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  • Chris Newell

Multi-Cloud Strategy


Cloud technology has been highly adopted by businesses across the country. According to an end-2019, 94% of enterprises already have at least one cloud service in place and just 27% of workloads are run on-site, down 10 percentage points from the same survey a year earlier.


What comes next? Cloud diversification: the process by which a business uses multiple cloud environments to house everything from software applications to workloads to assets to redundancies. This multi-cloud strategy is a simplistic concept of using multiple vendors for security, flexibility, redundancy, and cost savings. Having all your eggs in one basket is seldom a good idea for any enterprise. By using more than one cloud service, companies can augment their organization’s ability to stay online, all while lowering costs and maximizing the different strengths of different cloud environments.


Security & Uptime

Anytime a company is putting its assets into a cloud environment, it is taking the risk of attacks from cybercriminals, hackers, and unexpected downtime. By having different resources on disparate cloud services, even a distributed denial of service (DDoS) attack won’t be able to shut down your business entirely. If one cloud goes down for legitimate or criminal reasons, the rest can shoulder the load until the attack is rebuffed. According to Gartner, the average cost per hour of downtime for a company ranges from $140,000-$540,000. That is not a hit most companies can afford to take. Wrapping multi cloud security posture will also enable clients to limit a security event to a “north / south” penetration and not “east / west”, effectively containing the issue until it can be resolved.


Flexibility

Cloud-hosting providers have diversified their product offerings from simple storage environments to dedicated heavy processing private clouds, hyperscale clouds like AWS and Azure, community share resource clouds and so on. Different parts of your organization will have different requirements for workloads, and there is no point in overpaying for something you’ll never use. Picking and choosing from different cloud vendors to find the best match for each part of your business is the smarter play. Using multiple cloud providers and product offerings is becoming the norm.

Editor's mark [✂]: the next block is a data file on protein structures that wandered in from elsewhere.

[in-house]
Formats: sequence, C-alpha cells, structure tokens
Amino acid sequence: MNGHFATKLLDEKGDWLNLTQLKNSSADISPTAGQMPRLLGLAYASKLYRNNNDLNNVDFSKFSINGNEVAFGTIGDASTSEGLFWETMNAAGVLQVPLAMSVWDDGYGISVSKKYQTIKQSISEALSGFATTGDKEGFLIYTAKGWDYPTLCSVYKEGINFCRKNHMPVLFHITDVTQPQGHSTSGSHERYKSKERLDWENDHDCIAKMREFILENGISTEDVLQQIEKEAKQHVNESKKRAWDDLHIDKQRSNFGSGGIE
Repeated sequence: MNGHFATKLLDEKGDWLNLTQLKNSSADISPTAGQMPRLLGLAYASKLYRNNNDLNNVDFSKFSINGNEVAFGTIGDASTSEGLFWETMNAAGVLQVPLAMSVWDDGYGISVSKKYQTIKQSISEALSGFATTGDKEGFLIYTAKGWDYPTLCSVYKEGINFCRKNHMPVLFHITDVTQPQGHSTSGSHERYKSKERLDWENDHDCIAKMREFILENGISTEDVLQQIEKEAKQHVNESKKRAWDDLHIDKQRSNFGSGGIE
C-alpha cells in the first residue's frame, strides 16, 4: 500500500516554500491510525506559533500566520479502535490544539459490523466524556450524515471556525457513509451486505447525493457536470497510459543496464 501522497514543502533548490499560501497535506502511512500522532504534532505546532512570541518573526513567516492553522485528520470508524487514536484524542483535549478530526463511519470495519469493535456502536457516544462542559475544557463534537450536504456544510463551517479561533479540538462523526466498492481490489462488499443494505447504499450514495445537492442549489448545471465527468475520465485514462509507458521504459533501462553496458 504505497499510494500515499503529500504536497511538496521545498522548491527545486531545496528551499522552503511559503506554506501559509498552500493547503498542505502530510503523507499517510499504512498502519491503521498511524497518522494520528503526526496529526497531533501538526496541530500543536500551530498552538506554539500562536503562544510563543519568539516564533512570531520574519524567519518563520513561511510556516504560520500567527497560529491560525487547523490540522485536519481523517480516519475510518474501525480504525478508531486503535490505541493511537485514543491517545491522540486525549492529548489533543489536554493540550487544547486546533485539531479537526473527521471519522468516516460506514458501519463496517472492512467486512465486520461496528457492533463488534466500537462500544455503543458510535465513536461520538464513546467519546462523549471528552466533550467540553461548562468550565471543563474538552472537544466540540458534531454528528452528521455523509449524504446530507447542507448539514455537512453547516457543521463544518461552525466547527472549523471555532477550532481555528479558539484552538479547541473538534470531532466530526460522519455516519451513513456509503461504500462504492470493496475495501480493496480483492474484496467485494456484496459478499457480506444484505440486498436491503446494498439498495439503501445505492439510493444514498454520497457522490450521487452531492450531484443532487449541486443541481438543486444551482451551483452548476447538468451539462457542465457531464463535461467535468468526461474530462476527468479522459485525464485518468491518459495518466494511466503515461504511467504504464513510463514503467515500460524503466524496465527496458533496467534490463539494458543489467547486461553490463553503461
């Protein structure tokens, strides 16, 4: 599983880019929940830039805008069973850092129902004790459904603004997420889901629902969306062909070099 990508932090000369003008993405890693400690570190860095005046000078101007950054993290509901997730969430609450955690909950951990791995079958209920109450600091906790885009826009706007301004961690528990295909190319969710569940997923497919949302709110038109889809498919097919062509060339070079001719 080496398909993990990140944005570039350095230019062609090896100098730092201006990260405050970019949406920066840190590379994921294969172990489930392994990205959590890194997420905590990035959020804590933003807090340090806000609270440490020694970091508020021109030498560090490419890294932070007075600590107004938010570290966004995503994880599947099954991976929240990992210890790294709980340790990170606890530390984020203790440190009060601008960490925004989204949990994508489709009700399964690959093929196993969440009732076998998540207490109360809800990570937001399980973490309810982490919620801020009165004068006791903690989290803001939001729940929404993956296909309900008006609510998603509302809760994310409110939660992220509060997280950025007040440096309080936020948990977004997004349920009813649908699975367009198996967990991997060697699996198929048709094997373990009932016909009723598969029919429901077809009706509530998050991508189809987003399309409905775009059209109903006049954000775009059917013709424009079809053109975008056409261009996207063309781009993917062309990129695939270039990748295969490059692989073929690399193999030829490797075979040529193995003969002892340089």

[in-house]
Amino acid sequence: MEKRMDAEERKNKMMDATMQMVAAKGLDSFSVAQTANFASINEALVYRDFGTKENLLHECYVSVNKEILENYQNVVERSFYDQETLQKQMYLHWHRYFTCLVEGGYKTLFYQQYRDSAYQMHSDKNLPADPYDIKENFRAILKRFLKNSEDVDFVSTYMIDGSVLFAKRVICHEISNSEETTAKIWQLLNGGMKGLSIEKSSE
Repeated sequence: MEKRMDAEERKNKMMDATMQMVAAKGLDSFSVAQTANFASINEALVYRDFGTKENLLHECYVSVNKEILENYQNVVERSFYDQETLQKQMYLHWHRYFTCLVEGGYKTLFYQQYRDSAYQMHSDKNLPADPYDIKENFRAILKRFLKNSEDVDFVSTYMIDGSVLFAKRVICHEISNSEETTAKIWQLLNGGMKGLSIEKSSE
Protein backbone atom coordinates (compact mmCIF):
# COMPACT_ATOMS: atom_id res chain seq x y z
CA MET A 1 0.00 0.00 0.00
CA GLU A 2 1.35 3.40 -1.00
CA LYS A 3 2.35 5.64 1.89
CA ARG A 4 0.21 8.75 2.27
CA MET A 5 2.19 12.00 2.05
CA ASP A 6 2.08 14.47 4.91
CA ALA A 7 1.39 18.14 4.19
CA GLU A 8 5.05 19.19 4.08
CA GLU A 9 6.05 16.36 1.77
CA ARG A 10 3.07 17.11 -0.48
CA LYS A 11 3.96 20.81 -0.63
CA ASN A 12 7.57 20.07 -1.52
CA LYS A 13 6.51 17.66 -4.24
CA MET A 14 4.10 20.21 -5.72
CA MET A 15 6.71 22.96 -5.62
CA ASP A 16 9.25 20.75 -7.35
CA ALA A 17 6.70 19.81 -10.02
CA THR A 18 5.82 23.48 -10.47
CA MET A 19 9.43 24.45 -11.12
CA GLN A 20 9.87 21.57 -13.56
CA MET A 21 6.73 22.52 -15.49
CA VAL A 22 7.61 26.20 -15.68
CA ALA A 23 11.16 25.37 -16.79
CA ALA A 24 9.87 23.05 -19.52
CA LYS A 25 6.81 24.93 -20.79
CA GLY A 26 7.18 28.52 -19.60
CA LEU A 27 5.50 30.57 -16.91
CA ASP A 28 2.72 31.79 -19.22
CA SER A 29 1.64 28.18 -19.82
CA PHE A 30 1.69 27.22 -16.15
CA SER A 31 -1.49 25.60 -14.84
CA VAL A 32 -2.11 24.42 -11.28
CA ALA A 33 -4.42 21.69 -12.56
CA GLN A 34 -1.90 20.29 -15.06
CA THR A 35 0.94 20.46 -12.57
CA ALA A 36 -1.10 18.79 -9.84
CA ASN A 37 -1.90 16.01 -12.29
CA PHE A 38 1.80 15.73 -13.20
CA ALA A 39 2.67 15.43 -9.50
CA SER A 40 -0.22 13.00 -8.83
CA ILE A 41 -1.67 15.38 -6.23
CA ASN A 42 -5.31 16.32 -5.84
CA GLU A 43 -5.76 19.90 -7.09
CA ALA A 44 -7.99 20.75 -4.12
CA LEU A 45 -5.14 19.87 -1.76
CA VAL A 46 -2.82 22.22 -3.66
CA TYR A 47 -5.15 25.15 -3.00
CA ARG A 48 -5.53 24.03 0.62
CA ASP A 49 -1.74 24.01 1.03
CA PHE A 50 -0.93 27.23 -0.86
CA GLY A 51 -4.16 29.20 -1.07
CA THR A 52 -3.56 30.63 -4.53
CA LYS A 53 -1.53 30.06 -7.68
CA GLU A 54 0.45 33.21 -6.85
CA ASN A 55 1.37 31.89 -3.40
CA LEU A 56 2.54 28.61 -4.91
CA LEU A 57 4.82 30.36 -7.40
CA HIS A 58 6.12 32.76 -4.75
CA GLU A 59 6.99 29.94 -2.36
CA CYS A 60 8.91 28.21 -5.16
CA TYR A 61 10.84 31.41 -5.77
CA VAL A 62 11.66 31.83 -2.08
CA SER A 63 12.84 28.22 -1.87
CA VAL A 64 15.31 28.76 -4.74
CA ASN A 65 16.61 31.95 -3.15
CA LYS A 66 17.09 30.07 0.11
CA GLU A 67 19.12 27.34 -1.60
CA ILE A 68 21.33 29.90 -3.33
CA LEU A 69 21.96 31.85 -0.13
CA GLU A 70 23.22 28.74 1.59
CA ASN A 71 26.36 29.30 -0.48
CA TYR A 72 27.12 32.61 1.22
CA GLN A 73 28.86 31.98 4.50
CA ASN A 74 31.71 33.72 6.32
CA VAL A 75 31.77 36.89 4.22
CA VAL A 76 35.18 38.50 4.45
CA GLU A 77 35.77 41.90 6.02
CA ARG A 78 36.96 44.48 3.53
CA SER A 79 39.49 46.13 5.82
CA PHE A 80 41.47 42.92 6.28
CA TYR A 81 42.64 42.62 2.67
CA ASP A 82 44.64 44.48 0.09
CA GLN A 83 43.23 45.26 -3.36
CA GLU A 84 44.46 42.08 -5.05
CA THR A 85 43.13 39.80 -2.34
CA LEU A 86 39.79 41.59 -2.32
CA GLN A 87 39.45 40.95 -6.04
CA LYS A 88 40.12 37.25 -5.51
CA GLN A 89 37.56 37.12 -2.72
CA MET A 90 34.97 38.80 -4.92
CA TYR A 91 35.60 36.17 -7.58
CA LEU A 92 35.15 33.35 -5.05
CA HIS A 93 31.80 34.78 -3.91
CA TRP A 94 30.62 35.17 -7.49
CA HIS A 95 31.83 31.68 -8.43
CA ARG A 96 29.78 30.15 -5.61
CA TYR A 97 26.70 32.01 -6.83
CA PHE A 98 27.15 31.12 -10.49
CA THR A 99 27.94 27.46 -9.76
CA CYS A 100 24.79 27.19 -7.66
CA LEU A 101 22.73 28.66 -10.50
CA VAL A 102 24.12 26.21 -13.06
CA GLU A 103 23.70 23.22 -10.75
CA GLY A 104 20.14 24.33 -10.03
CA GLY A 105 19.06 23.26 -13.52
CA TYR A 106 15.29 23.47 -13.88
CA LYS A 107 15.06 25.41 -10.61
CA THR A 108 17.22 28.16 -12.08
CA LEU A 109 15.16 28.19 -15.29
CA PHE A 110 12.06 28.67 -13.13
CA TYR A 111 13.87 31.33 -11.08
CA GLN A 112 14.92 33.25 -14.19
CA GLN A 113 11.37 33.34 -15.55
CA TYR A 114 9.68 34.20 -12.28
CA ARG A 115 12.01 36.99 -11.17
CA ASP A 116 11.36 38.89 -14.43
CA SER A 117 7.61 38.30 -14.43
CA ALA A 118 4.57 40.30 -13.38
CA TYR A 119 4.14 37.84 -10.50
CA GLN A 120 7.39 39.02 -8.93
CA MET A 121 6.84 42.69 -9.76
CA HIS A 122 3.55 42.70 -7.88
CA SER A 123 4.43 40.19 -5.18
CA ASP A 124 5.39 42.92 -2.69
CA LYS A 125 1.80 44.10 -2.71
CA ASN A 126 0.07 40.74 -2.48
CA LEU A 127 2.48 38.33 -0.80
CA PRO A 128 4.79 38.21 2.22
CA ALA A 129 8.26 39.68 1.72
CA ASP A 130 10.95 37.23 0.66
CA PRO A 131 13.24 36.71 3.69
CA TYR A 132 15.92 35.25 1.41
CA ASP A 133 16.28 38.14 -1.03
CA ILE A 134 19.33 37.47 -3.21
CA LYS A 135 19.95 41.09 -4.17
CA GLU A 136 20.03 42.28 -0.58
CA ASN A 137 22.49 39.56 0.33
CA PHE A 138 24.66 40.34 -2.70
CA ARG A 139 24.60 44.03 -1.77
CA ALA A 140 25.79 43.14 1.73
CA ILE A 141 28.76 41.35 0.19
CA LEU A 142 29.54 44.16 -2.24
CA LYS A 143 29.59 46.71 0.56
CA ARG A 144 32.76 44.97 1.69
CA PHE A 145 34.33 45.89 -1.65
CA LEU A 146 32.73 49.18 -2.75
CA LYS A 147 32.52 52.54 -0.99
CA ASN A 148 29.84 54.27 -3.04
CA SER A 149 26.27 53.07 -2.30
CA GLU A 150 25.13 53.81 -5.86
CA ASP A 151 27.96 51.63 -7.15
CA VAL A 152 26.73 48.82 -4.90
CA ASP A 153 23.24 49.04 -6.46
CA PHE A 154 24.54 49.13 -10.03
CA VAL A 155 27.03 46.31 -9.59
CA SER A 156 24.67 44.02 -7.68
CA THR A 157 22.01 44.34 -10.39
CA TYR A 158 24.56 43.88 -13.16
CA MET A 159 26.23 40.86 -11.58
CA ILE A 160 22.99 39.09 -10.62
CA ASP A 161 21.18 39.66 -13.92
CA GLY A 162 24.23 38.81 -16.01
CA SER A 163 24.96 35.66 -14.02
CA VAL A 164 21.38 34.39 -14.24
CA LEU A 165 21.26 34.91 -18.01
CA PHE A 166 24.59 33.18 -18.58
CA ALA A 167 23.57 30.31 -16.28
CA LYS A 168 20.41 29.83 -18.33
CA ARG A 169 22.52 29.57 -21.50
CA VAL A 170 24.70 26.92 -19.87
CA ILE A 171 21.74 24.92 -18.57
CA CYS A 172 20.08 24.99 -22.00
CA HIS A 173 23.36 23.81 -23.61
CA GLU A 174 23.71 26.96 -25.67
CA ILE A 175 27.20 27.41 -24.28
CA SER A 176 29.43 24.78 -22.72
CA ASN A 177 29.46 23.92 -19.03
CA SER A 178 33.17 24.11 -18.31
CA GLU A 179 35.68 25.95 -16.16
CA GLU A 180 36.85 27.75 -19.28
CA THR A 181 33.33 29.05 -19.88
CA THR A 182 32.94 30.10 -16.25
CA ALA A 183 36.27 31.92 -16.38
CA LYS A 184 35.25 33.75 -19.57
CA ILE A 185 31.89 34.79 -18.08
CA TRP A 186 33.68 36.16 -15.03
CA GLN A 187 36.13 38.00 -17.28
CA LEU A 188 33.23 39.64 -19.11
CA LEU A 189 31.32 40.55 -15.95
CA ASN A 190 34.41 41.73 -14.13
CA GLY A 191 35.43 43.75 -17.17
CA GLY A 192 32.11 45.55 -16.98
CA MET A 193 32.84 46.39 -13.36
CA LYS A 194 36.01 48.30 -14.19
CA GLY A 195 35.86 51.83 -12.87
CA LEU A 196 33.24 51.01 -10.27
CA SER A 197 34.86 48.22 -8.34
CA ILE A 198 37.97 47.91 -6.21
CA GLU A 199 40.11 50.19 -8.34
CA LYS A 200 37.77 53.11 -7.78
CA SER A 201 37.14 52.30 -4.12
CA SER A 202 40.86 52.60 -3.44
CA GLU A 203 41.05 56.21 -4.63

Catastrophe-Proof

An acronym no IT person wants to see is SPOF - single point of failure. It can be a flaw in design without the proper, implementation, or configuration. If one SPOF goes down, it takes everything down with it. Think the Death Star from the original Star Wars film; one well-placed Luke Skywalker proton torpedo and the whole place turned into an ashtray. A well designed multi-cloud strategy keeps a SPOF from taking an environment down at any point. There have been a few cloud companies that have unexpectedly gone out of business or locked their clients out of their environment in the past decade. Most recent well known example of this was when AWS suspended Parler in 2020, effectively taking down the conservative social media site. Albeit this is an extreme example, it shows the importance of having a well-designed multi-cloud strategy.


Conclusion

Diversity and functionality are the goals of every IT organization., By engaging a multi-cloud strategy, companies can keep costs and security threats down while raising their ROI by choosing the right cloud design for all their needs.

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